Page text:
Web hosting providers that increase their prices will most likely increase them by a small amount per month. Nothing major that you should be worried about.

But there are a lot of customers that are throwing some heat at the companies for increasing prices.

While it’s not nice to see a price increase, not increasing the price might be detrimental to some hosting providers. Different hosting providers have different business models, so you can’t know what’s happening internally.

This will have the most effect on reseller hosting because a reseller cPanel account can create more cPanel accounts, thus resulting in a higher monthly license.

We’re already seeing hosting companies either reducing the number of accounts or increasing the price to fit more accounts.

Conclusion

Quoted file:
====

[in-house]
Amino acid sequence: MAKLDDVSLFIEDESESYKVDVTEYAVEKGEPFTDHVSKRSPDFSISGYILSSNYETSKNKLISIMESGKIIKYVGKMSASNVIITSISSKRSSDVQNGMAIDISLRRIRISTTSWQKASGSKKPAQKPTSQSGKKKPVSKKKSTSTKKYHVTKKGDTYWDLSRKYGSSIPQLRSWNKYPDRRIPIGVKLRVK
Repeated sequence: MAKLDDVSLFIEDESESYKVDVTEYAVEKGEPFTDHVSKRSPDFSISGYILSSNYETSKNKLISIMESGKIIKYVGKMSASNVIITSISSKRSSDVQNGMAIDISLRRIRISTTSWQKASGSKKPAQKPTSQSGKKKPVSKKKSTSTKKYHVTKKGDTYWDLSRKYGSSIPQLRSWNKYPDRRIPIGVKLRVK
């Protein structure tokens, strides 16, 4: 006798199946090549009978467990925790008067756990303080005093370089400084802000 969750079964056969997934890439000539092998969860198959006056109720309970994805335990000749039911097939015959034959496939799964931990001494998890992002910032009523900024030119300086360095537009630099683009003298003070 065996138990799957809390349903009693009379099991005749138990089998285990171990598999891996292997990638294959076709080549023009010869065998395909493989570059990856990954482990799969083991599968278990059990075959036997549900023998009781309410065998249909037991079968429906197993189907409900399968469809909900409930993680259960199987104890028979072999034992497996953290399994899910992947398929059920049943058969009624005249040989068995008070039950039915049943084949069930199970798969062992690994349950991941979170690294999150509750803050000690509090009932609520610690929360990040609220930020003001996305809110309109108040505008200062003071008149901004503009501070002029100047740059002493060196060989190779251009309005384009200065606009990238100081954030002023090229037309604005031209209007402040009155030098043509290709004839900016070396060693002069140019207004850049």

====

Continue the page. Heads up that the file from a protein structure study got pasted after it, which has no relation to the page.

These pricing increases might prove to be a problem to larger hosting providers, and they might have to migrate to DirectAdmin – which has already started to happen.

The problem comes when you see that Oakley Capital also owns other web services such as Plesk – which is a competing web panel.

But the strongest kick in the balls would be an increase in the WHMCS pricing – which is also owned by Oakley Capital.

A lot of businesses also use WHMCS and would have to move to an alternative hosting management service.

In the end, if you’re satisfied with your website hosting provider, then the small increase in website hosting prices shouldn’t really bother you. It might be necessary in order for that host to survive.